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Mobility Measure

Dynamic traffic management

The collection, processing, integration and presentation of reliable data on traffic flow can make a valuable contribution to easing congestion and reducing the negative environmental impacts of transportation.

Implementing sustainable mobility

When data can be exchanged, information can be spread and a variety of services can be supported (e.g. journey planning, traffic regulation, variable message signs and incident management). The optimisation of the transport network requires information on traffic flow, travel times, the consequences of lane closures and accidents etc.

As in many other cities, it has been difficult for the general public in Graz to obtain reliable information about the current traffic situation. The city had several systems operating in parallel, some of them very modern. These included the traffic control system (a computer-based vehicle location and operational control system), a street database and an online taxi fleet management system. These systems are run by different operators and were not previously interlinked.

The new, dynamic system, by incorporating information from different sources and using different channels to distribute information, aimed to:

  • reduce traffic emissions in absolute terms by keeping traffic flow steady;
  • reduce congestion hours by keeping the traffic flow away from obstacles and congestion and by guiding drivers to parking spaces or park and ride facilities;
  • encourage a modal shift away from the private car; and
  • reduce fuel consumption and negative environmental impacts.

How did the measure progress?

The TRENDSETTER project comprised the following activities:

  • Online presentation of the current traffic situation: An innovative methodology was developed to combine traffic data from the fleet management system of taxi operator Taxi 878 (floating car data, or FCD) with data from automated traffic counts and from the traffic control optimiser MOTION, making it possible to obtain real-time traffic information.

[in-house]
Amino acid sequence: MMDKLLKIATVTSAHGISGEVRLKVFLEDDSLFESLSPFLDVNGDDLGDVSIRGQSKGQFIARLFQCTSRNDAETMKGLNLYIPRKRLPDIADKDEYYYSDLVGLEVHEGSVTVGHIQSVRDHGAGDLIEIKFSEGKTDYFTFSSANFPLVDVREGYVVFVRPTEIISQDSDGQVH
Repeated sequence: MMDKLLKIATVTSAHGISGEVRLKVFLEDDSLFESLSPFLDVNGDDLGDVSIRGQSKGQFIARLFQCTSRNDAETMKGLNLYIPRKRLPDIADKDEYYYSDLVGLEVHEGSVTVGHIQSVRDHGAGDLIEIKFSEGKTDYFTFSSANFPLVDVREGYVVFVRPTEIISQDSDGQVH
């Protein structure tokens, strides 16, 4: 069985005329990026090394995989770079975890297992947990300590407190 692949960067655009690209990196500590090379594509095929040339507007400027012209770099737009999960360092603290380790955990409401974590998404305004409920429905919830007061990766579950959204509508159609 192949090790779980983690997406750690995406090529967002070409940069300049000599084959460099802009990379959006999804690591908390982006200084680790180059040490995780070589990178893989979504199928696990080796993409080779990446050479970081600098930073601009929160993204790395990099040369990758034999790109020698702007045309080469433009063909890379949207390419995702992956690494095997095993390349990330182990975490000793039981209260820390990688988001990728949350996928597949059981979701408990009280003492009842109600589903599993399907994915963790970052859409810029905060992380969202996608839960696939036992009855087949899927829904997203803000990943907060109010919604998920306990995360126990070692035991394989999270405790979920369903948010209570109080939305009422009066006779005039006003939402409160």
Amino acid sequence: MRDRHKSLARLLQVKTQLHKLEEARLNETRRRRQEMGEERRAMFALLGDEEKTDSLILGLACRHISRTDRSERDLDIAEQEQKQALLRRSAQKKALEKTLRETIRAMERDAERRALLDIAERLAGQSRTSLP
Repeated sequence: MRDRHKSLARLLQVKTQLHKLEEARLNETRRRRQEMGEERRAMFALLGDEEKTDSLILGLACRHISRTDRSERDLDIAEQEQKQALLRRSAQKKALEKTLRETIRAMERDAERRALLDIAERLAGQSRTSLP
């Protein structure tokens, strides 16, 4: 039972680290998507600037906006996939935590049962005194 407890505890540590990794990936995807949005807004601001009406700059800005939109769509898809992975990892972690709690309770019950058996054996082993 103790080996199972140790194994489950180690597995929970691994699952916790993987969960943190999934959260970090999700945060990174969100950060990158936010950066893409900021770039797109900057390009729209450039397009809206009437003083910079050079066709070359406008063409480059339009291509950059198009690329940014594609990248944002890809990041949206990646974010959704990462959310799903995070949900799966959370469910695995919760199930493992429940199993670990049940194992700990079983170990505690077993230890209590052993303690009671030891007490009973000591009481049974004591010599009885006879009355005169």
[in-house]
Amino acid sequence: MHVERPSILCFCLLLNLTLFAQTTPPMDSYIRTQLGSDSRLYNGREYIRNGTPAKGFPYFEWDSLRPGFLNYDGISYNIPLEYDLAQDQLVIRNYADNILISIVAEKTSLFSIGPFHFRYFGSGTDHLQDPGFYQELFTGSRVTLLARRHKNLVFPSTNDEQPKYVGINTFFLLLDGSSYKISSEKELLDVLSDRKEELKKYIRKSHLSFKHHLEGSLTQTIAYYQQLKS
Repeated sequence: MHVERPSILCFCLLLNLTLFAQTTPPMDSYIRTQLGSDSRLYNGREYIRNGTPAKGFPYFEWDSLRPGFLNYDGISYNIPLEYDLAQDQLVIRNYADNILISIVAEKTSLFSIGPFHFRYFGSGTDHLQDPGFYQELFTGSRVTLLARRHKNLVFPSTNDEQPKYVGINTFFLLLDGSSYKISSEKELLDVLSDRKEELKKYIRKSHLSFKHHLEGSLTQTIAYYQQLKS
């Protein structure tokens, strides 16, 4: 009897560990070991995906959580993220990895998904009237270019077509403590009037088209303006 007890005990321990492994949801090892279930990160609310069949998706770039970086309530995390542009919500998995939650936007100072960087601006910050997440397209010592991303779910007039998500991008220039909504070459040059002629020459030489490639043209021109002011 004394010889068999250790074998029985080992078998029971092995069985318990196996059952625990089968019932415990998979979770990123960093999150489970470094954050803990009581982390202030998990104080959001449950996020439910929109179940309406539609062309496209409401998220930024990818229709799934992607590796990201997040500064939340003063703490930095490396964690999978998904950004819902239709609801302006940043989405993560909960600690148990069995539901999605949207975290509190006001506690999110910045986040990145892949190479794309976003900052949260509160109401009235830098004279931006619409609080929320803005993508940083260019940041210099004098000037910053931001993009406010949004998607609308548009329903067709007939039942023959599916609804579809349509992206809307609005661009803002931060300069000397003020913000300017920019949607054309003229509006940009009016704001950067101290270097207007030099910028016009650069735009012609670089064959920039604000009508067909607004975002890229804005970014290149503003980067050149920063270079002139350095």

• Strategic traffic control/management: Existing network control was extended to enable strategic and dynamic reactions to events such as congestion, tunnel and lane closure etc.
  • Acceleration of public transport: Using radio signals from the onboard computers of the public transport company’s traffic management system, traffic lights are influenced in favour of public transport vehicles.
  • Information management: Strategic decisions made by the police traffic control centre, as well as information provided to traffic participants via Internet and mobile phone, are based on the online and real-time information about the current traffic situation.

What were the outcomes of the measure?

The traffic control system comprised:

  • the database of the street network, containing data about routes and traffic statistics;
  • the radio control centre of the company Taxi 878, which has a GPS for its taxi fleet that records the actual position and route of its taxis (220 cars in the fleet have a GPS transmitter that automatically reports its position to a central database every 20 seconds);
  • the central traffic computer, which records all data from over 500 counting loops; and
  • an Internet platform.

Although by the end of the measure not all data sources had been completely integrated, the system was partly in use and results were good. The rerouting or rescheduling of trips reduced congestion and kept traffic flow steadier, thus reducing emissions. Public transport journeys were also made faster, since some buses and most trams were prioritised at many traffic lights.

Basic Information

11.3
Implemented
November 2011

Thematic Areas